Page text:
100%(2)2 out of 2 people found this document helpful
This preview shows page 17 - 21 out of 37 pages.
women, prior fractures, history of falls, and family history of fragility fractures Significant risk factors:low bone mineral density Modifiable risk factors:poor nutrition, lack of physical exercise, use of alcohol and tobacco and being overweight Use of certain medications can contributee.g.corticosteroids >Prevention of Osteoporosis Effects of caffeine on bone health is controversial Most recent finding – healthy adult not at risk if they limit intaketo 400mg If person is drinking more than 4 cups of coffee daily, they should add a glass of milk for each cup of coffee
18Exam: April 12, 2019Vitamin D and calcium important dietary elements for bone health Osteoporosis Canada recommends 400-1000 IU of Vitamin D for adults 19-50 & 800-2000 IU for adults over 50“pediatric disease with geriatric consequence”oFalls prevention oOsteoarthritis Involve inflammation of joints – destruction of cartilage that protects ends of bones One in every 6 Canadians older than 15 y/o have it Most common Pain, stiffness and reduced movement Cannot be prevented as it is a normal part of aging – things can be done to slow progress and hold symptoms at bay Maintain healthy weight Education can raise awareness that occupation-related & sport-related overuse of joints can contribute Key Changes from 2002 to 2010Higher daily vitamin D supplementation o400-1000 IU for individuals < 50 years o800-2000 IU for individuals > 50 years Lower daily calcium intake: 1200mg Screening Osteoporosis is the only MSD for which screening is recommended Recommended for all postmenopausal women and men over 50 years of age Screening tool Fracture Risk Assessment Tool (FRAX) created by W.H.O – predict 10-year probability that a person will have major osteoporotic fracture Fall Prevention Fall prevention has become a major movement in health promotion across Canada 1.Biological & medical risk factors (10)Muscle weakness/Reduced physical fitness Advanced age GenderImpaired control of balance and gait Vision conditions Chronic diseases or conditions (arthritis, stroke, Parkinson’s, hypotension)Physical disabilities Acute illness (loss in bone density from even short periods of inactivity) Cognitive impairment Depression2.Behavioural risk factors (7)History of previous falls Certain medications and polypharmacy Excessive consumption of alcohol Choice of footwear and clothing Inactivity and inadequate nutrition Fear of falling 3.Environmental risk factors (4)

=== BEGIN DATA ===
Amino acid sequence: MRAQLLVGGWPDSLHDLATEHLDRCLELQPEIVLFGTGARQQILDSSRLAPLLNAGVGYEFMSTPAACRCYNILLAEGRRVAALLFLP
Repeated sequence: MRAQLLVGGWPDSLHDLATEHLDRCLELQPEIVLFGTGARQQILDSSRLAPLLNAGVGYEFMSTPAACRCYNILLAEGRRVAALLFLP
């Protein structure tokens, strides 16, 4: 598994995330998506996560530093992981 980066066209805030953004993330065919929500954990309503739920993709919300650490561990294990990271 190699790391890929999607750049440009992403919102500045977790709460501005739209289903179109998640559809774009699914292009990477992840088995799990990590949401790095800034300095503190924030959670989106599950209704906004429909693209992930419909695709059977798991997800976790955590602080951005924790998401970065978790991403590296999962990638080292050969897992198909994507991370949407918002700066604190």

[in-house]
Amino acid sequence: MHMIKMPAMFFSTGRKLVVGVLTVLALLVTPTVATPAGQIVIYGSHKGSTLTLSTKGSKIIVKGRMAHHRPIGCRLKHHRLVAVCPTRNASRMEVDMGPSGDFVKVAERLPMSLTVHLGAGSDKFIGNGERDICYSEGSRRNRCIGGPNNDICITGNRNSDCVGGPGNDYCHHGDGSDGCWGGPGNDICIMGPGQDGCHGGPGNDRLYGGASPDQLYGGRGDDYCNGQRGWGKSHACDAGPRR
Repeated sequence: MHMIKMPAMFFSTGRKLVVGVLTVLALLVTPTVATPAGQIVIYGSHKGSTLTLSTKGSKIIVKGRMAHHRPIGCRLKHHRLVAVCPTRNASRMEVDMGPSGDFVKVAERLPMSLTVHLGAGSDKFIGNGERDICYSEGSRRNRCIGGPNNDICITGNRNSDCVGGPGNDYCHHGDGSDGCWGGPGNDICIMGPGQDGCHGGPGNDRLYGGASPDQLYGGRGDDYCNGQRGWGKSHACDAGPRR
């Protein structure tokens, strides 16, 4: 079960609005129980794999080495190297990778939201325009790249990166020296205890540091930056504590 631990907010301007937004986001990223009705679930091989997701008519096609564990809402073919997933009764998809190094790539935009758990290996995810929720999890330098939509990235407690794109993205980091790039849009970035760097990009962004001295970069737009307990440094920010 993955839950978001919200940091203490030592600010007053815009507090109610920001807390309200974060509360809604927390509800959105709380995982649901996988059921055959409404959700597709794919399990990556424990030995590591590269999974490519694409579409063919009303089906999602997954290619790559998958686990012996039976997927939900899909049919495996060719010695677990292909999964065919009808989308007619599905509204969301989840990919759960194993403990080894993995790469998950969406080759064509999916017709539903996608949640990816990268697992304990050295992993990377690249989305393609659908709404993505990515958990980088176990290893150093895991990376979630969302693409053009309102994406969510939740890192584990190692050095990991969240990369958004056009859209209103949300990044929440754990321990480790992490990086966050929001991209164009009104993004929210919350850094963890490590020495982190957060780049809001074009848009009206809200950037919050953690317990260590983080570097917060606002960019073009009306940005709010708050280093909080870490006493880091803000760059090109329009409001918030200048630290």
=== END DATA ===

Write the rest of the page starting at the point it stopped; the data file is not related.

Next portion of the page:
19Exam: April 12, 2019Stairs Elements around home or in long-term care Factors in the public environment Assistive devices that are not properly maintained 4.Socioeconomic risk factors (4)Well-established determinants of health How to they increase the risk for falls?oIncome oEducationoHousingoSocial connectedness
20Exam: April 12, 2019Nervous System Detection of change in neurological status, particularly acute and life-threatening alterations Localize pathology Subjective Data Collection Screening questions oDemographic data oHistory of neurological conditions o